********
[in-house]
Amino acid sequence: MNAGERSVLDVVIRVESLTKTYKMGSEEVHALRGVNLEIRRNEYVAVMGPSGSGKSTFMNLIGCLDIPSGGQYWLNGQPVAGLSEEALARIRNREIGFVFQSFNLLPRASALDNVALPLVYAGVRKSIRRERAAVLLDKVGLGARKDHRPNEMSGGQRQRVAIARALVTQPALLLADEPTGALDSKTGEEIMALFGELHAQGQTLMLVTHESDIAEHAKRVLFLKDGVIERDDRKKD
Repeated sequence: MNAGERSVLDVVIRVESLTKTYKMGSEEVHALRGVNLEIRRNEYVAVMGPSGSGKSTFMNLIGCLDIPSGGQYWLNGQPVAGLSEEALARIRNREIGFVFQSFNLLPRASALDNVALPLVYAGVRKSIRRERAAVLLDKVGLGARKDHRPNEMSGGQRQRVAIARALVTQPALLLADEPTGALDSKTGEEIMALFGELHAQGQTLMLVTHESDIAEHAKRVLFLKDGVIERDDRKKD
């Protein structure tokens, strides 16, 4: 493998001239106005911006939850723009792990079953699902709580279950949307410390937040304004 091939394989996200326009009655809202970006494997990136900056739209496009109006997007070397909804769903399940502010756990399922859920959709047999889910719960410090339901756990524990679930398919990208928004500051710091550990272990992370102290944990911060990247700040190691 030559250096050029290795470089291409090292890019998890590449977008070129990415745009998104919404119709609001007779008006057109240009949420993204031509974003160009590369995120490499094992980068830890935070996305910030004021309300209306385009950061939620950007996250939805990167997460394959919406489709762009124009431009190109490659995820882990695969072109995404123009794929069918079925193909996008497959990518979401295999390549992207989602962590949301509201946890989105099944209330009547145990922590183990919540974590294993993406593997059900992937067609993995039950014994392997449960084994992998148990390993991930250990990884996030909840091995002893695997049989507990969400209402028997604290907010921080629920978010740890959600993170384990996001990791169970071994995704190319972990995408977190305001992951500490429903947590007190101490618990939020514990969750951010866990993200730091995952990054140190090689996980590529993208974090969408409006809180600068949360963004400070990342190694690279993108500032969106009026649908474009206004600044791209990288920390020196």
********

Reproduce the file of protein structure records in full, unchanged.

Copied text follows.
[in-house]
Amino acid sequence: MNAGERSVLDVVIRVESLTKTYKMGSEEVHALRGVNLEIRRNEYVAVMGPSGSGKSTFMNLIGCLDIPSGGQYWLNGQPVAGLSEEALARIRNREIGFVFQSFNLLPRASALDNVALPLVYAGVRKSIRRERAAVLLDKVGLGARKDHRPNEMSGGQRQRVAIARALVTQPALLLADEPTGALDSKTGEEIMALFGELHAQGQTLMLVTHESDIAEHAKRVLFLKDGVIERDDRKKD
Repeated sequence: MNAGERSVLDVVIRVESLTKTYKMGSEEVHALRGVNLEIRRNEYVAVMGPSGSGKSTFMNLIGCLDIPSGGQYWLNGQPVAGLSEEALARIRNREIGFVFQSFNLLPRASALDNVALPLVYAGVRKSIRRERAAVLLDKVGLGARKDHRPNEMSGGQRQRVAIARALVTQPALLLADEPTGALDSKTGEEIMALFGELHAQGQTLMLVTHESDIAEHAKRVLFLKDGVIERDDRKKD
């Protein structure tokens, strides 16, 4: 493998001239106005911006939850723009792990079953699902709580279950949307410390937040304004 091939394989996200326009009655809202970006494997990136900056739209496009109006997007070397909804769903399940502010756990399922859920959709047999889910719960410090339901756990524990679930398919990208928004500051710091550990272990992370102290944990911060990247700040190691 030559250096050029290795470089291409090292890019998890590449977008070129990415745009998104919404119709609001007779008006057109240009949420993204031509974003160009590369995120490499094992980068830890935070996305910030004021309300209306385009950061939620950007996250939805990167997460394959919406489709762009124009431009190109490659995820882990695969072109995404123009794929069918079925193909996008497959990518979401295999390549992207989602962590949301509201946890989105099944209330009547145990922590183990919540974590294993993406593997059900992937067609993995039950014994392997449960084994992998148990390993991930250990990884996030909840091995002893695997049989507990969400209402028997604290907010921080629920978010740890959600993170384990996001990791169970071994995704190319972990995408977190305001992951500490429903947590007190101490618990939020514990969750951010866990993200730091995952990054140190090689996980590529993208974090969408409006809180600068949360963004400070990342190694690279993108500032969106009026649908474009206004600044791209990288920390020196």